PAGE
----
I've built a finite element solver to solve the transient diffusion-reaction equation $$\frac{\partial c}{\partial t} = D\frac{\partial^{2} c}{\partial x^{2}} - \lambda c + f$$ where $\lambda$ and $f$ are the reaction and source terms respectively. I've built the solver to be able to take any initial condition and Dirichlet/Neumann boundary conditions. However, I'm struggling to find analytical solutions that can help me benchmark my solver. Could someone point me in the right direction with finding some analytical solutions?


1 Answer 1


Assume $D=1$. Assume a source term of the form $F(t,x)=-\mathrm e^{-\lambda t}x(1-x)$. Consider Dirichlet BCs on the interval $x\in[0,1]$. Now try $c(t,x)=\mathrm e^{-\lambda t}\phi(x)$ to get $$-\lambda \mathrm e^{-\lambda t}\phi(x)=\mathrm e^{-\lambda t}\phi''(x)-\lambda \mathrm e^{-\lambda t}\phi(x)-\mathrm e^{-\lambda t}x(1-x) \\ \implies \phi''(x)=x(1-x)$$ Which is solved by $$\phi(x)=\frac{-1}{12}(x^4-2x^3+x)$$ You can choose any $\lambda$ you want, $1$ is convenient. So, formally, the problem $$\begin{cases}\partial_t c=\partial_x^2c-c+F & (t,x)\in[0,\infty)\times [0,1] \\ c(0,x)=\frac{-1}{12}(x^4-2x^3+x)\\c(t,0)=c(t,1)=0\end{cases}$$ With $F(t,x)=-\mathrm e^{- t}x(1-x)$, is solved by $$c(t,x)=\mathrm e^{-t}c(0,x)$$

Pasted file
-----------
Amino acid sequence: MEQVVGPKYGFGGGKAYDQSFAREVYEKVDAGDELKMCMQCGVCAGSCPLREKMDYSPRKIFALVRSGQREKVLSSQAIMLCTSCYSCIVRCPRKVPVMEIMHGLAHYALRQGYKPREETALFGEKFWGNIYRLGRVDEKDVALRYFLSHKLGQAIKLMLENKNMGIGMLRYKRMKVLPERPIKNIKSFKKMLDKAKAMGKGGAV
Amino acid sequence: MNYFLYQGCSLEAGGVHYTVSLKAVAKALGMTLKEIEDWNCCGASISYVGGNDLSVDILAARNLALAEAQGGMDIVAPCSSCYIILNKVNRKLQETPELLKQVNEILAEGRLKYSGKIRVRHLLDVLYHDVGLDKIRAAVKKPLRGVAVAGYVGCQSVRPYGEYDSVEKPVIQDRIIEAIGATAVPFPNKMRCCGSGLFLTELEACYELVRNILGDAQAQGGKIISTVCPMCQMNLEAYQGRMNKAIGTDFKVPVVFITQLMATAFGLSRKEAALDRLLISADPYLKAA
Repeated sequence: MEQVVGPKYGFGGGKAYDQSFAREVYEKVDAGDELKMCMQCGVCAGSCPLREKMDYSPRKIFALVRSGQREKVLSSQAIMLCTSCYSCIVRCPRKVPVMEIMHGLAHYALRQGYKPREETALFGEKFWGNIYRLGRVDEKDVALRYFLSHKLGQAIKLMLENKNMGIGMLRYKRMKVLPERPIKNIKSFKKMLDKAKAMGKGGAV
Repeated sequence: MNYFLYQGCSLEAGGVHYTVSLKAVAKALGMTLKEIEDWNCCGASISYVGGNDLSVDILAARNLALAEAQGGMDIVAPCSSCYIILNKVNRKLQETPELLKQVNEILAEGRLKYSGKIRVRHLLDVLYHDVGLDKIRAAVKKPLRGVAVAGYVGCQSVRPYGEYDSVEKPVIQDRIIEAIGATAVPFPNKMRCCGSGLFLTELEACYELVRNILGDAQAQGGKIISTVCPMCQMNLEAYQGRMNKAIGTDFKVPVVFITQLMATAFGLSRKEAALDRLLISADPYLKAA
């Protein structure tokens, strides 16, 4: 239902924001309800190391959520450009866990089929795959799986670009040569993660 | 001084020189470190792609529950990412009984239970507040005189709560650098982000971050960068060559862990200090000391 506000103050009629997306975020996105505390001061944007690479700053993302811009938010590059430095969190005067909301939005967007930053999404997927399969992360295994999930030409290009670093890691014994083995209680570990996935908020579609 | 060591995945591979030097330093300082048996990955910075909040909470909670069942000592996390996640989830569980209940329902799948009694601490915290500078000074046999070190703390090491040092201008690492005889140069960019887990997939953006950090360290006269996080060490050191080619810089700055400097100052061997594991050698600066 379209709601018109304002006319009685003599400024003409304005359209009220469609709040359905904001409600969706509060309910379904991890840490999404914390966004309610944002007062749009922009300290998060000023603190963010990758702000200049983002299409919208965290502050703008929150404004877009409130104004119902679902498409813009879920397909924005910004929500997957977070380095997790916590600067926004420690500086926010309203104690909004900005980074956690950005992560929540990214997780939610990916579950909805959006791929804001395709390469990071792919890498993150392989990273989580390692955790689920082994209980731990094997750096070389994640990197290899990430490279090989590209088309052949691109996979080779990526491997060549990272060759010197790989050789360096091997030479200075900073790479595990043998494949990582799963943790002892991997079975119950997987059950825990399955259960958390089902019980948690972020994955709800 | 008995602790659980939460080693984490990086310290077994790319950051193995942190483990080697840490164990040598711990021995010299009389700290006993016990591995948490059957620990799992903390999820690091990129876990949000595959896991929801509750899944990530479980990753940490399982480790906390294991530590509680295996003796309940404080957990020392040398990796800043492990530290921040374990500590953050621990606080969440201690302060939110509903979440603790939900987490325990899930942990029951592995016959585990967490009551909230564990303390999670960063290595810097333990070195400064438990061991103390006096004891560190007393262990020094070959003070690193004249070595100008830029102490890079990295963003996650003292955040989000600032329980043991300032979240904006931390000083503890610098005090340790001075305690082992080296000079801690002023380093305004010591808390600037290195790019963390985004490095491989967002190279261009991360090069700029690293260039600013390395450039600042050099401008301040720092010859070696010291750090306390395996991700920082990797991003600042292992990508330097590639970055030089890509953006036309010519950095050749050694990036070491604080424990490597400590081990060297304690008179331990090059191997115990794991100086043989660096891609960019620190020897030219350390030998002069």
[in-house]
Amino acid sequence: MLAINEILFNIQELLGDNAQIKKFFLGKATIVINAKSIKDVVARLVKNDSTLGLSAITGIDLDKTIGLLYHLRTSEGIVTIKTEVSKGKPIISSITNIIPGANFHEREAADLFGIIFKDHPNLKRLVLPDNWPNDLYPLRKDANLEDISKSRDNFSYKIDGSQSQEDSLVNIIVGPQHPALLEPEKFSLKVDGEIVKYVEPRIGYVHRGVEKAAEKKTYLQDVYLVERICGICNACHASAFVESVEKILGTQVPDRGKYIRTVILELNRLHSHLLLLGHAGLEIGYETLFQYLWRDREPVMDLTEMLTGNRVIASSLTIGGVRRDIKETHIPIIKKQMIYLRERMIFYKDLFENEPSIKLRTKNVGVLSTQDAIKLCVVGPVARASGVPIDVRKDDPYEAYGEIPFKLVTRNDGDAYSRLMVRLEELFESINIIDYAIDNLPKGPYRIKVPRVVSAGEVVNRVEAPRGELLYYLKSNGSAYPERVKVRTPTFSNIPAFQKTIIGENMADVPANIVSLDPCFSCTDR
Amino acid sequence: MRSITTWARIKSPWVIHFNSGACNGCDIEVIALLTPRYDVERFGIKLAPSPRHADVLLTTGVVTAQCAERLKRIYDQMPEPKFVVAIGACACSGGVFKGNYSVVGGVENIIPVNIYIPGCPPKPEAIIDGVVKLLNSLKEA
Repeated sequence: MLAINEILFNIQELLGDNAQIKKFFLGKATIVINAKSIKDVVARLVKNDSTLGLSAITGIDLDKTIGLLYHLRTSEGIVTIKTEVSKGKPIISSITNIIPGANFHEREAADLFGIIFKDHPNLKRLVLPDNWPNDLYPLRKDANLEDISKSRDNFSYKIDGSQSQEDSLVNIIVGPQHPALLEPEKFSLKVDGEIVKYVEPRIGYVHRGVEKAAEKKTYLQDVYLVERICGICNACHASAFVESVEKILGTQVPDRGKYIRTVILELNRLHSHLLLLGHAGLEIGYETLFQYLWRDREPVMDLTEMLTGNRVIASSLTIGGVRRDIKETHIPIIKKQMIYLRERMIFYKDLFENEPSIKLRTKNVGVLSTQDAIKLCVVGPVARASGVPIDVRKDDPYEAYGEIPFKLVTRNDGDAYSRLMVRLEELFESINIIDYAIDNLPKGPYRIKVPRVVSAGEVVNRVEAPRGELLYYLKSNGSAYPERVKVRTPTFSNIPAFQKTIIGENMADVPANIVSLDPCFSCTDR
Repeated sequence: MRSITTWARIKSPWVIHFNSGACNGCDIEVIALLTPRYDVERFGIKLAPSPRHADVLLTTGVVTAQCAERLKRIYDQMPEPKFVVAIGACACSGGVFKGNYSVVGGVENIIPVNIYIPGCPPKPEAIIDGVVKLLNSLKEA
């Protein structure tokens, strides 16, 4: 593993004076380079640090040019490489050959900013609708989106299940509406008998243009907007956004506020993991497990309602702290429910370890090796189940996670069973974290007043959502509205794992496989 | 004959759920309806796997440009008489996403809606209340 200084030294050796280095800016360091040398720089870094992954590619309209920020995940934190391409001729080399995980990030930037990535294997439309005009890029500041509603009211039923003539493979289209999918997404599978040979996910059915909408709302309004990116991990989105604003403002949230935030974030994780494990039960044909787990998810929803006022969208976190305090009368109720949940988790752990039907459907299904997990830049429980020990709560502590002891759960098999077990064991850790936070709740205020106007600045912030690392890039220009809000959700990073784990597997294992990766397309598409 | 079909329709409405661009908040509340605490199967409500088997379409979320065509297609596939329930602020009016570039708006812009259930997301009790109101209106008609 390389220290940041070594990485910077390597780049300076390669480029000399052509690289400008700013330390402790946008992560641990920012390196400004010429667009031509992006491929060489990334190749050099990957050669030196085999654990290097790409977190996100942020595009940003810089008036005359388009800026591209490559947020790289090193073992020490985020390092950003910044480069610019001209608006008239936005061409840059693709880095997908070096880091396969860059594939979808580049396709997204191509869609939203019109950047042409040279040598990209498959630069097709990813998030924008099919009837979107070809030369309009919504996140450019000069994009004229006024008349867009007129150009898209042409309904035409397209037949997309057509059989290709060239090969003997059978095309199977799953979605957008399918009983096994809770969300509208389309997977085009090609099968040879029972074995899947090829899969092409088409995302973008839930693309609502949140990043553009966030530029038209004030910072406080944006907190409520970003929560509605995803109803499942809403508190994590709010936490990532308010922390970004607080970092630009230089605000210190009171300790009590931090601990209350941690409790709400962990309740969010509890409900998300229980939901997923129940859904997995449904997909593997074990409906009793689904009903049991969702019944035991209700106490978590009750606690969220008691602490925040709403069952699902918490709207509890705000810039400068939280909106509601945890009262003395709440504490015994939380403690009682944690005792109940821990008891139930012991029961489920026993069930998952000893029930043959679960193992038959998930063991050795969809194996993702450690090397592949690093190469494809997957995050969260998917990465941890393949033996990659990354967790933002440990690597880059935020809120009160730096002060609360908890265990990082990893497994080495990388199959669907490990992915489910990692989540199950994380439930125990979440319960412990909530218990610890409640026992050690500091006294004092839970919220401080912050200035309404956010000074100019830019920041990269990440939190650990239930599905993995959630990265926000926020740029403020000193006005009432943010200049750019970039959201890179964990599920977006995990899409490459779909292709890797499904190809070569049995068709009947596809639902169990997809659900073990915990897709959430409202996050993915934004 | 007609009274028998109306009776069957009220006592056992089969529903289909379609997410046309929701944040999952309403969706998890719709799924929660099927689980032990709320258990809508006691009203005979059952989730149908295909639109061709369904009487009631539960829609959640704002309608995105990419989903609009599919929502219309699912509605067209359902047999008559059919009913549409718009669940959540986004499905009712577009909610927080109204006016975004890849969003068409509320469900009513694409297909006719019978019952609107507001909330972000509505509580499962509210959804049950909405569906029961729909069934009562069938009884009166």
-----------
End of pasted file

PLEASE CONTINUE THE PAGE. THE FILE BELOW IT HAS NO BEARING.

Hopefully this is good enough for testing purposes?

  • $\begingroup$ Is it weird that the analytical solution matches my finite element solution exactly at different timescales? The finite element solution diffuses much quicker and reaches the same steady state at $$t=1$$ that the analytical solution would at $$t= 10$$. $\endgroup$
    – S0yboi
    Dec 9, 2022 at 22:19
  • 1
    $\begingroup$ There is no steady state. Observe $\partial_t c\neq 0$. $\endgroup$
    – K.defaoite
    Dec 9, 2022 at 22:20

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